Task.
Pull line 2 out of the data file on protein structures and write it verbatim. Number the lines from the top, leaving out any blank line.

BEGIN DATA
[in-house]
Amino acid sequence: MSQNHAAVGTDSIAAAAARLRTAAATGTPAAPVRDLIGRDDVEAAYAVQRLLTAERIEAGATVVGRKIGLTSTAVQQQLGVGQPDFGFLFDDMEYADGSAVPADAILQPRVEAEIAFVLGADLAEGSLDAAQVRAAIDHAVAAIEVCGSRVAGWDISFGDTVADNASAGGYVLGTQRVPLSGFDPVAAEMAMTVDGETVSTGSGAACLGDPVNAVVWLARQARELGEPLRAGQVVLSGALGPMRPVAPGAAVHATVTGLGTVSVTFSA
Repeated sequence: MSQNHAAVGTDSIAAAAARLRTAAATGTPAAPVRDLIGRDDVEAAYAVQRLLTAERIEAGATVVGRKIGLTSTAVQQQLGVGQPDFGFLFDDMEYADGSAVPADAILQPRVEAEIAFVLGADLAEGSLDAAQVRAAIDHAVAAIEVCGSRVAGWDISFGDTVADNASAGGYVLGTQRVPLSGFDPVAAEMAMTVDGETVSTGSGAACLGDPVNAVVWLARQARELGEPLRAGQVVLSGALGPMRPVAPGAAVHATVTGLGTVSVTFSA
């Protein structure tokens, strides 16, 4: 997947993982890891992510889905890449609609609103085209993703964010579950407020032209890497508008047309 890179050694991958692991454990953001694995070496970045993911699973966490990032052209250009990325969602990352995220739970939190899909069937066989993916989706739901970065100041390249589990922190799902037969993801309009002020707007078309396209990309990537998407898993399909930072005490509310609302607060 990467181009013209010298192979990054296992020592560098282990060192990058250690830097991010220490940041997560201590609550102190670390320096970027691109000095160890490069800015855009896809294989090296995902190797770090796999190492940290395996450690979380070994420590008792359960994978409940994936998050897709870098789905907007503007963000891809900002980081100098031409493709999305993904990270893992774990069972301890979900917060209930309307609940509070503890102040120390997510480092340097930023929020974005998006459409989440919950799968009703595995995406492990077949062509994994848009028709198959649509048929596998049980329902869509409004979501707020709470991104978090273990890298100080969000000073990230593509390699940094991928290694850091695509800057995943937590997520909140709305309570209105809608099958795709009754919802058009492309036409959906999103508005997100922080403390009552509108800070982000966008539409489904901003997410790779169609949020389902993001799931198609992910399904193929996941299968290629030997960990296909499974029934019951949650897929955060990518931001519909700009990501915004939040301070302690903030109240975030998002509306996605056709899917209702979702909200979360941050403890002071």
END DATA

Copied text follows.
Amino acid sequence: MSQNHAAVGTDSIAAAAARLRTAAATGTPAAPVRDLIGRDDVEAAYAVQRLLTAERIEAGATVVGRKIGLTSTAVQQQLGVGQPDFGFLFDDMEYADGSAVPADAILQPRVEAEIAFVLGADLAEGSLDAAQVRAAIDHAVAAIEVCGSRVAGWDISFGDTVADNASAGGYVLGTQRVPLSGFDPVAAEMAMTVDGETVSTGSGAACLGDPVNAVVWLARQARELGEPLRAGQVVLSGALGPMRPVAPGAAVHATVTGLGTVSVTFSA